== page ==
US7683594B2 - Intelligent dead time control - Google Patents

Intelligent dead time control Download PDF

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US7683594B2
US7683594B2 US11/757,181 US75718107A US7683594B2 US 7683594 B2 US7683594 B2 US 7683594B2 US 75718107 A US75718107 A US 75718107A US 7683594 B2 US7683594 B2 US 7683594B2
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circuit
voltage
waveshape
signal
edge
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US20080298101A1 (en
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Seungbeom Kevin Kim
Todd Vacca
Jason Zhang
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Infineon Technologies North America Corp
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Infineon Technologies Americas Corp
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    • HELECTRICITY
    • H02GENERATION; CONVERSION OR DISTRIBUTION OF ELECTRIC POWER
    • H02MAPPARATUS FOR CONVERSION BETWEEN AC AND AC, BETWEEN AC AND DC, OR BETWEEN DC AND DC, AND FOR USE WITH MAINS OR SIMILAR POWER SUPPLY SYSTEMS; CONVERSION OF DC OR AC INPUT POWER INTO SURGE OUTPUT POWER; CONTROL OR REGULATION THEREOF
    • H02M7/00Conversion of ac power input into dc power output; Conversion of dc power input into ac power output
    • H02M7/02Conversion of ac power input into dc power output without possibility of reversal
    • H02M7/04Conversion of ac power input into dc power output without possibility of reversal by static converters
    • H02M7/12Conversion of ac power input into dc power output without possibility of reversal by static converters using discharge tubes with control electrode or semiconductor devices with control electrode
    • H02M7/21Conversion of ac power input into dc power output without possibility of reversal by static converters using discharge tubes with control electrode or semiconductor devices with control electrode using devices of a triode or transistor type requiring continuous application of a control signal
    • H02M7/217Conversion of ac power input into dc power output without possibility of reversal by static converters using discharge tubes with control electrode or semiconductor devices with control electrode using devices of a triode or transistor type requiring continuous application of a control signal using semiconductor devices only
    • H02M7/219Conversion of ac power input into dc power output without possibility of reversal by static converters using discharge tubes with control electrode or semiconductor devices with control electrode using devices of a triode or transistor type requiring continuous application of a control signal using semiconductor devices only in a bridge configuration
    • HELECTRICITY
    • H02GENERATION; CONVERSION OR DISTRIBUTION OF ELECTRIC POWER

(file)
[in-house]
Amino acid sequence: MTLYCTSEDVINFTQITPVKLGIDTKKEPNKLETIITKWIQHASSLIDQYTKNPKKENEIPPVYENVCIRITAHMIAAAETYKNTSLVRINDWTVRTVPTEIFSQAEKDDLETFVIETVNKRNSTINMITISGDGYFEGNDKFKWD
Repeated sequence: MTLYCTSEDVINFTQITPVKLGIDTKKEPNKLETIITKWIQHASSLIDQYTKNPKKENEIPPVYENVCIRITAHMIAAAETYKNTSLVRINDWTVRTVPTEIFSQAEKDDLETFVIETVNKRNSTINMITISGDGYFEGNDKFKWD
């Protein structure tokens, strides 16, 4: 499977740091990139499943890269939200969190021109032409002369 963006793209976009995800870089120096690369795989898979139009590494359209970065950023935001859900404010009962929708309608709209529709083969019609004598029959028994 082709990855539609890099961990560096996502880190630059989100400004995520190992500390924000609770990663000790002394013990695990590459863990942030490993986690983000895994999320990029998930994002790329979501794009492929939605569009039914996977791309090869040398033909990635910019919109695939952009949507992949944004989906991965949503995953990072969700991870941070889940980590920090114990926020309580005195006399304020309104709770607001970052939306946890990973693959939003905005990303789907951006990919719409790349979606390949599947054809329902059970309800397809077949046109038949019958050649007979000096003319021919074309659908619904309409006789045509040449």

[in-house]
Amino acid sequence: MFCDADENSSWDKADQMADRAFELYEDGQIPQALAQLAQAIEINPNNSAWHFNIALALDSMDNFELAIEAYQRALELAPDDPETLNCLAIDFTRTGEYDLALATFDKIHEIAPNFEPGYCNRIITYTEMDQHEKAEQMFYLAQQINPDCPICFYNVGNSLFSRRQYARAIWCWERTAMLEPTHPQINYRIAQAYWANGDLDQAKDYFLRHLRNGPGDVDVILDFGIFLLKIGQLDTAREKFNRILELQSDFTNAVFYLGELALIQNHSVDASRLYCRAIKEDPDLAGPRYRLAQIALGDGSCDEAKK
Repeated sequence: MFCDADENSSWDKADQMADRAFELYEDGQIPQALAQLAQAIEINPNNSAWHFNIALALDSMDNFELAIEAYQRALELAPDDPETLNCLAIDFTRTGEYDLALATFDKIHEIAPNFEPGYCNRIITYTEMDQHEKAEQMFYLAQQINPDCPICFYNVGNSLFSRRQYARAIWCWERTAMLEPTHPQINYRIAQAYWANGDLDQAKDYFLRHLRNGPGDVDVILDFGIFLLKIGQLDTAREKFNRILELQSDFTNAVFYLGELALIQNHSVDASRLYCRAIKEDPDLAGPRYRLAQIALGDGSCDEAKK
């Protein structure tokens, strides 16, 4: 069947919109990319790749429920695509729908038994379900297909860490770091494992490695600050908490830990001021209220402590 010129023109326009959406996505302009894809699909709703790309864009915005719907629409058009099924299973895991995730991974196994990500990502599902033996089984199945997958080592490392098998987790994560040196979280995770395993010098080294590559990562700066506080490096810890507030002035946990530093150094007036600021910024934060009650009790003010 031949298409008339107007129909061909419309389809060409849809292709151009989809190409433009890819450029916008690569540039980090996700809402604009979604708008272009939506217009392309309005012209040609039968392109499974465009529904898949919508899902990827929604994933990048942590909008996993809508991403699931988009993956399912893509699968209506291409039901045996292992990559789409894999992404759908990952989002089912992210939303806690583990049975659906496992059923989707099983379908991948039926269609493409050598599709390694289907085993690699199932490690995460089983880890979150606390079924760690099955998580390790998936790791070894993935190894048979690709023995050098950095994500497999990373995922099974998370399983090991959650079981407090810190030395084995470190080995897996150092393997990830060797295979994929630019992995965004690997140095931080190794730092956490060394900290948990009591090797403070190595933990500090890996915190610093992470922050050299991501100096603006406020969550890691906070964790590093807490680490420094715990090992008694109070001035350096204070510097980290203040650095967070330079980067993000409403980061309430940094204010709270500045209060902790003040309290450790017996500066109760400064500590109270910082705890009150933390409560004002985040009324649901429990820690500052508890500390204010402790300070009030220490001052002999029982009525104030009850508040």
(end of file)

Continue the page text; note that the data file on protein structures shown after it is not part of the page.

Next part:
• H02MAPPARATUS FOR CONVERSION BETWEEN AC AND AC, BETWEEN AC AND DC, OR BETWEEN DC AND DC, AND FOR USE WITH MAINS OR SIMILAR POWER SUPPLY SYSTEMS; CONVERSION OF DC OR AC INPUT POWER INTO SURGE OUTPUT POWER; CONTROL OR REGULATION THEREOF
    • H02M1/00Details of apparatus for conversion
    • H02M1/38Means for preventing simultaneous conduction of switches

Abstract

A circuit for reducing switching losses in a synchronous rectifier of a switching stage including a high-side control transistor and a low-side synchronous transistor coupled at a switching node, the switching stage receiving an input voltage and providing a controlled output voltage at an output node. The circuit including a first circuit portion for sensing waveshape edges of a first signal at a gate terminal of the low-side synchronous transistor and a first voltage to determine a delay between the waveshape edge of the first signal and the waveshape edge of the first voltage; and a second circuit portion for calibrating the first signal and the first voltage to align the waveshape edge of the first signal and the waveshape edge of the first voltage, with an optional offset to achieve minimal power loss.

Description

BACKGROUND OF THE INVENTION

1. Field of the Invention

This invention relates to converter circuits and more specifically to a control circuit for reducing the dead time between conduction of high side and low side FETs in such circuit.

2. Description of the Related Art

In DC to DC conversion, “good converters” are measured according to the converter efficiency. Efficiency is determined in accordance with fewest power losses in the converters, such as switching losses and losses due to the Power Device's ON resistance.

Synchronous rectifiers are commonly used to reduce switching losses, despite their control complexity. In synchronous rectifiers, one of the main contributors of the power losses is the delay between the control of a high-side/control transistor and the low side/synchronous transistor.